Filed at 11:34a.m.EST Wednesday, December 22, 2010 By Khalidah Tunkara (Staff Writer)
“The US Armed Forces will join other militaries around the world, including Israel, which have found that military readiness is unharmed by having gays serve,” – Atlanta Journal Constitution (blog).
So began the discussion in the Atlanta area when news hit that President Barak Obama signed a repeal of the 17 year ban on gay individuals in the military. The bill that came during the presidency of Bill Clinton known as “don’t ask, don’t tell.” was controversial when it made headlines over 10 years ago.
Repeal Allows Gay Individuals Enlist
A repeal of the policy meant that gays will be accepted into the military and can speak about their sexual orientation without being kicked out of the service. More than 13,000 people have been discharged using the Don’t Ask Don’t Tell policy since its start, and as long ago as WWI, no one who was a homosexual could join the service.
Changes Won’t Be Immediate
It will take time for the changes, as the government must do a study to ensure the new policy will not hurt military fighting abilities. Then, it will still take 60 days for the policy to go into effect.
Gays and lesbians in the U.S. said that they see this as being a milestone at least as important as the civil rights acts of the 1960s. At rallies all over the U.S., former military members, who were put out due to being gay, spoke out on how they felt about the law. Some planned to reenlist as soon as everything was legally in place.
Still Some Oppositions
Of course, there were those who were unhappy with this latest decision, saying they believe it will hurt existing troop’s morale and the military’s fighting capabilities. Some conservatives say the repeal does not show the true feelings of most military service people and that it happened to close to Congress’s last session of the year.
This passage isn’t the first time the Don’t Ask Don’t Tell policy has been questioned. There have been several movements since 1993 when it started to get it repealed. President Obama has said from the start of his term of office that he was in favor of repealing the ban.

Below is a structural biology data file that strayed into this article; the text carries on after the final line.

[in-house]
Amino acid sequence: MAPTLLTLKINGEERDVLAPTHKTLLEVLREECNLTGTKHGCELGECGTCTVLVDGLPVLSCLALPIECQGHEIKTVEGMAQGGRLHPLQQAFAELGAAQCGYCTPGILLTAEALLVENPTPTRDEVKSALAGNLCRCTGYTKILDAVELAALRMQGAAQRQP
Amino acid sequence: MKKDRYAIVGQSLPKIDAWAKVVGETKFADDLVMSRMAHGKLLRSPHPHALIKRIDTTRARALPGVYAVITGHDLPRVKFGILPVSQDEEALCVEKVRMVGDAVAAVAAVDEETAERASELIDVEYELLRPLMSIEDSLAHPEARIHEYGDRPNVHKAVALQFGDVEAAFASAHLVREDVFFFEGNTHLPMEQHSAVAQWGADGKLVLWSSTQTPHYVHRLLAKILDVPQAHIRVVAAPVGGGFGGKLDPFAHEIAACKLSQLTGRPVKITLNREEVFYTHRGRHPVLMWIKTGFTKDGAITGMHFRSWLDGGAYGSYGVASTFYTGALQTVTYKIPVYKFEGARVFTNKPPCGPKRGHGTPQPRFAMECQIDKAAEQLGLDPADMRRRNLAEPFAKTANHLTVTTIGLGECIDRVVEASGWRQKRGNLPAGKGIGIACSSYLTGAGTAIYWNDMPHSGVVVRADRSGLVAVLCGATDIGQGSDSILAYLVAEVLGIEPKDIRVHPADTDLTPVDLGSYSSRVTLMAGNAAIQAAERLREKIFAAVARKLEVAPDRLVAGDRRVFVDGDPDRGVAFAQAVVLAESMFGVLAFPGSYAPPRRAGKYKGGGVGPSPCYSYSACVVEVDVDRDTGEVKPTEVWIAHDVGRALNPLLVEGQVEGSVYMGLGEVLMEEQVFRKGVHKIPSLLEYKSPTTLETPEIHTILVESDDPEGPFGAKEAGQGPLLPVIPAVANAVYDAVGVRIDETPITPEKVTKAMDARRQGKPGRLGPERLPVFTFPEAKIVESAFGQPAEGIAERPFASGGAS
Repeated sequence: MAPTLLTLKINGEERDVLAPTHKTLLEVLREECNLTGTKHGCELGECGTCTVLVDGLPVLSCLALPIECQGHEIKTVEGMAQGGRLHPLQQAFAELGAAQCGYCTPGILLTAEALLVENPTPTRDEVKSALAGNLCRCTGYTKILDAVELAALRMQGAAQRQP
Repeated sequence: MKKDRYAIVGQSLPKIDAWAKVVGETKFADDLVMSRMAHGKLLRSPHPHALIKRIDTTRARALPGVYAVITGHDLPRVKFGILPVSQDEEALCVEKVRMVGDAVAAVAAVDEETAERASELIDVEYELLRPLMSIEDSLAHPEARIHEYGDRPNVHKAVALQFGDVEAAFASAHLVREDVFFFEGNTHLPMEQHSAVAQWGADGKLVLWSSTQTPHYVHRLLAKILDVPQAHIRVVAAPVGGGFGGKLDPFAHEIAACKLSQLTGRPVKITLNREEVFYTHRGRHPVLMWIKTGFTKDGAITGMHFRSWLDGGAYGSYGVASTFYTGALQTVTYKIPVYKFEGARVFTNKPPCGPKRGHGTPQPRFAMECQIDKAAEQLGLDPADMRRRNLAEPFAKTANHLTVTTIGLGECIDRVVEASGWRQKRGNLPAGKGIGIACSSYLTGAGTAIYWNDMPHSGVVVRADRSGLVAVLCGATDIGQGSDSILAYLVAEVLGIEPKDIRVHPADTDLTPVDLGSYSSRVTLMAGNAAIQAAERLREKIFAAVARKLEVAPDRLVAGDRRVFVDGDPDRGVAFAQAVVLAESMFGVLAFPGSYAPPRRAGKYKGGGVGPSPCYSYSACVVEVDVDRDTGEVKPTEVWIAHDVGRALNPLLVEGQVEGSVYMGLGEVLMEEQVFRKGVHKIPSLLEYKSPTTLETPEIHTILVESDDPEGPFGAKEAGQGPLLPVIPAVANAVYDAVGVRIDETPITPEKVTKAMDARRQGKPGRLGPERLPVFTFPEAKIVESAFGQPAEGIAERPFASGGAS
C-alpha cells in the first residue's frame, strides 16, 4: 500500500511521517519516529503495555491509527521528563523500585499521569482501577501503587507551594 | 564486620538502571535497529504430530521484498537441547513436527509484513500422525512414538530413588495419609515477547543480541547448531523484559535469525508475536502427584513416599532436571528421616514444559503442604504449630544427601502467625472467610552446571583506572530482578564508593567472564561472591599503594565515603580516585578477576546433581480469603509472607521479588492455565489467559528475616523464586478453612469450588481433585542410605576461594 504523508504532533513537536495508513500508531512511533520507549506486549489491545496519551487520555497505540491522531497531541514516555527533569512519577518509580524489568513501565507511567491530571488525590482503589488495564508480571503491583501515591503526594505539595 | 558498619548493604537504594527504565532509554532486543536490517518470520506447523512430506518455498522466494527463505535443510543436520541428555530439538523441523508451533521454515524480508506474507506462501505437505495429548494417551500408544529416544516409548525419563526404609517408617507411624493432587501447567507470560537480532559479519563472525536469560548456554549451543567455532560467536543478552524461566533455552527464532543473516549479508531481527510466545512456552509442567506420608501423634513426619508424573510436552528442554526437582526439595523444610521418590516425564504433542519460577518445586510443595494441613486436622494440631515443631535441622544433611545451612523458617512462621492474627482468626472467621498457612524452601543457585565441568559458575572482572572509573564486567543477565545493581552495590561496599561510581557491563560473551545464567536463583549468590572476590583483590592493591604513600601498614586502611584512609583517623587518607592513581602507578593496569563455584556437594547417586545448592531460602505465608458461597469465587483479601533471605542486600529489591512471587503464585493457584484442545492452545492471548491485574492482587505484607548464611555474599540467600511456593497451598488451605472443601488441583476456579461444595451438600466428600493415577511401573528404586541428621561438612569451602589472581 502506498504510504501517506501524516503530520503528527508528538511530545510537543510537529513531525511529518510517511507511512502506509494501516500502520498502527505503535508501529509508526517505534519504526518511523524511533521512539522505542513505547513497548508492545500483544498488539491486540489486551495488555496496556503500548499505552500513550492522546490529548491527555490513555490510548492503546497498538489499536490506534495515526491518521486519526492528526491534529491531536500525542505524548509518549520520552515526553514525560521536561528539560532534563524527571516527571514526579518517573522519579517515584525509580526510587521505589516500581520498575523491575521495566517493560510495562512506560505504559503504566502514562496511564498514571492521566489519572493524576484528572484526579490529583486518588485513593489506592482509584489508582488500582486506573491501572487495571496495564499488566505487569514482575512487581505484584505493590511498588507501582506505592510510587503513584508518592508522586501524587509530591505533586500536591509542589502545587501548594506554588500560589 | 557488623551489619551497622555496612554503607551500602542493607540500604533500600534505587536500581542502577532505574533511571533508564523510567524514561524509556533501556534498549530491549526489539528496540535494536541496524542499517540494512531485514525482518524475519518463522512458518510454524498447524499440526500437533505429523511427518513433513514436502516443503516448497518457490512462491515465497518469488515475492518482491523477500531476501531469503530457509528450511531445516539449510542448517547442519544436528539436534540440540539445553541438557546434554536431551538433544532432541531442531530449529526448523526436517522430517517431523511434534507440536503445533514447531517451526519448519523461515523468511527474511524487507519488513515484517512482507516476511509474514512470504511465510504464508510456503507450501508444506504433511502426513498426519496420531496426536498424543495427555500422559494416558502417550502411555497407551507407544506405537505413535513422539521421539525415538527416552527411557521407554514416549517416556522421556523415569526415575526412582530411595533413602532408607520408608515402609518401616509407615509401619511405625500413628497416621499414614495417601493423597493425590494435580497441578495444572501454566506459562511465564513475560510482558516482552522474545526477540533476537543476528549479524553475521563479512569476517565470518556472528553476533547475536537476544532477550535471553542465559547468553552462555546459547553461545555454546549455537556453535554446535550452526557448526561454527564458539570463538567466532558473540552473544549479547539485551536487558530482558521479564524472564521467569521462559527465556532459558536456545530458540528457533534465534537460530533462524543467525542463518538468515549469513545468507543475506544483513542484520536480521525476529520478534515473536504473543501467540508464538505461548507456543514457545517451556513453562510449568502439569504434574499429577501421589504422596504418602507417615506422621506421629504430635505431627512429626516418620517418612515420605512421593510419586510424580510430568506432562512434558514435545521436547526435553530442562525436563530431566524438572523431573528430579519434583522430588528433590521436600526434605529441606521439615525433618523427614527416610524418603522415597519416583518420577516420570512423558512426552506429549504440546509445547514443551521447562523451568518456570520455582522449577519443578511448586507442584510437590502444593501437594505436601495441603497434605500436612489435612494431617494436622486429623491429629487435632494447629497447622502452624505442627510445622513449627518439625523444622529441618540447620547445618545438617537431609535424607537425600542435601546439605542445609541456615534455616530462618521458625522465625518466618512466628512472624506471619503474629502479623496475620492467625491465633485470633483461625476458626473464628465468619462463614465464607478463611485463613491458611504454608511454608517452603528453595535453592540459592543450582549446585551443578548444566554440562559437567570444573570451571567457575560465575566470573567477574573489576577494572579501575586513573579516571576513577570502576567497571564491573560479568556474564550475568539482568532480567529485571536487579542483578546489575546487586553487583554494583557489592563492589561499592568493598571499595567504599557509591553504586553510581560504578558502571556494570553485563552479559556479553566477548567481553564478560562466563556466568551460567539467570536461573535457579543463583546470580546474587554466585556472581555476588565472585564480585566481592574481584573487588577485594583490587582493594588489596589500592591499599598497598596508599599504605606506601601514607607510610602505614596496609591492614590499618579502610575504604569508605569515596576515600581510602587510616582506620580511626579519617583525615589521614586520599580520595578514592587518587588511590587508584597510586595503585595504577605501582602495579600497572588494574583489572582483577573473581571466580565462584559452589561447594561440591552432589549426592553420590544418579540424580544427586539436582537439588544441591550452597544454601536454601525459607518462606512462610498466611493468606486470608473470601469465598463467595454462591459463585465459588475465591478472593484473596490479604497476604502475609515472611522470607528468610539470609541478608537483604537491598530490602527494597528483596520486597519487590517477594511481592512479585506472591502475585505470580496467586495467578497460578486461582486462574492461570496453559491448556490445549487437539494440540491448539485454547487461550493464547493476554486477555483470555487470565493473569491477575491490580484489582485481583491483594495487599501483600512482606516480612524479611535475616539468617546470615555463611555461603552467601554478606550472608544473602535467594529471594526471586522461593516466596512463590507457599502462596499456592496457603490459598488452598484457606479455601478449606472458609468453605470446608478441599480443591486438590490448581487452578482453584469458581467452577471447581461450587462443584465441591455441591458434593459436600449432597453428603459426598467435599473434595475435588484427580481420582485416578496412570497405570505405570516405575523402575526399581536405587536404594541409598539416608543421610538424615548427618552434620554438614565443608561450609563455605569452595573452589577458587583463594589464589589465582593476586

Lawsuits have been filed over the years, with one in 2004 filed by the Log Cabin Republicans, one of the U.S. biggest gay group. The case was heard in 2010 by Judge Virginia A. Phillips, who ruled on Sept. 9 that the ban was unconstitutional, and in violation of both the 1st and 5th Amendments. A little over a month later, she granted an injunction ordering the Department of Defense to stop any proceedings against any suspected gay military member, and on Oct. 19 recruiters were told gays could enlist.
The repeal went back and forth, however, as on the very next day, the 9th US Circuit Court of Appeals reversed Judge Pillip’s injunction. Over the next few months several such back and forth measures were argued in legislature until the current vote which ultimately granted the repeal of Don’t Ask Don’t Tell. The measure passed with a 65-31 margin, with all Democrats and 8 Republicans supporting it.
How the Public Feels
A poll earlier this month in the Washington Post stated that 77 percent of Americans are in favor of the repeal. Earlier polls gave somewhat similar results the prior month as well.
However, in a poll of the military, only 26 percent said they were in favor of gays in the service, with 37 percent being opposed and 37 percent unsure. Another 28 percent said they thought it would hurt morale.
Since 2007, 28 retired officers have tried to convince Congress to enact the repeal, saying there was evidence of more than 65,000 gays in the military. In 2009 Colin Powel told CNN that he thought the time was right for the policy to be reviewed and in Feb. 2010, Chairman of the Joint Chiefs of Staff Adm. Mike Mullen spoke out against the Don’t Ask Don’t Tell policy
Sadly, the repeal comes too late for those who were harassed, even murdered when their sexual orientation was discovered by other service members. A now infamous incident in which this happened is the beating death of U.S. Navy Radioman Third Class Allen R. Schindler, Jr. who was killed due to his sexual orientation.
1. Gays See Repeal As A Civil Rights Milestone – Atlanta News Story – WGCL Atlanta.” CBSAtlanta.com | Atlanta, Georgia News, Local Weather and Tough Questions from WGCL, CBS Atlanta News. 18 Dec. 2010. Web. 21 Dec. 2010. <http://www.cbsatlanta.com/news/26184011/detail.html>.
2. Entity, By. “Don’t Ask, Don’t Tell.” Wikipedia, the Free Encyclopedia. 21 Dec. 2010. Web. 21 Dec. 2010. <http://en.wikipedia.org/wiki/Don’t_ask,_don’t_tell>.